3. Make it yourself and save. You can spend $3 on a liter of ice tea or you can make your own for about 10 cents worth of tea bags. And skip the meal kits. The other day I saw a pasta salad kit that contained about 80 cents worth of macaroni and a packet of seasonings for $3.50. For a savings of $2.70, I'm happy to get out my own salt and pepper shaker, thank you.
4. Don't pay extra for individual serving sizes. Buy yogurt, applesauce, cereal, and snacks in large containers and you'll save big (plus, you'll put less packaging into the waste stream). It only takes a few moments to transfer individual servings into zip lock bags or reusable containers, either to pack in your lunch or to exercise portion control.
5. Go meatless once or twice a week. Meat is one of the costliest items on your grocery list. You can save money and give the environment a boost as well by enjoying a vegetarian meal. With fuel prices driving up the prices of everything else, lowering the carbon footprint of your diet will benefit your wallet as well as the planet and the economy.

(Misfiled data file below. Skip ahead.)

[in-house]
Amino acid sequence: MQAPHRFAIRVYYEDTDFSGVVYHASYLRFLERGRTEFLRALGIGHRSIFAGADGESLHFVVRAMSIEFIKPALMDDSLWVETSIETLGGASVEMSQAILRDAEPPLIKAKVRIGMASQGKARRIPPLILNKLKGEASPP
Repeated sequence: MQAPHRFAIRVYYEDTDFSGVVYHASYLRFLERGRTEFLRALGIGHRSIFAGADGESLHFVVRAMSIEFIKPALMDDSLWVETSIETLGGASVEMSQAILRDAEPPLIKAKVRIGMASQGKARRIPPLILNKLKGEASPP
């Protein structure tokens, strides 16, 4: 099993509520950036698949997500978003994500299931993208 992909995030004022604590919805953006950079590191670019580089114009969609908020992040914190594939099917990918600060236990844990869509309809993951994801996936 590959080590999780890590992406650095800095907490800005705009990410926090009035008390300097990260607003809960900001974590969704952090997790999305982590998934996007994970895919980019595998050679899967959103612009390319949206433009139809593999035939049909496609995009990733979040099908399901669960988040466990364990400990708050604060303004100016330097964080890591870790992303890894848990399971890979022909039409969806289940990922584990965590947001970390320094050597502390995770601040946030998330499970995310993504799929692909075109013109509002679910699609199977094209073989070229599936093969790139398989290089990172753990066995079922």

Watch for more posts on stretching your food dollar without sacrificing nutrition and feel free to add your own tips below.
thanks debra...I'll look into those! I do go to our farmers market weekly...so that helps! I havent tried too much on the seasonal thing, I have just been trying to get enough food choices these days. I also tend to buy organic which is pricey---organic salmon is often a weekly staple...and it probably costs $20+ for a slab of salmon to feed everyone! I know it is worth it, but we cannot save any money these days. We dont even have TV or cell phones! We both have cars that are 10 years old...we're definitely not spending it elsewhere...mainly food---eek!
Here's what I'm doing right now that Spring is Here ....planning my organic garden. Have you also looked into coop gardening? Sometimes all you have to do is pay a fee and the people who run the plot will harvest the vegetables and produce for you.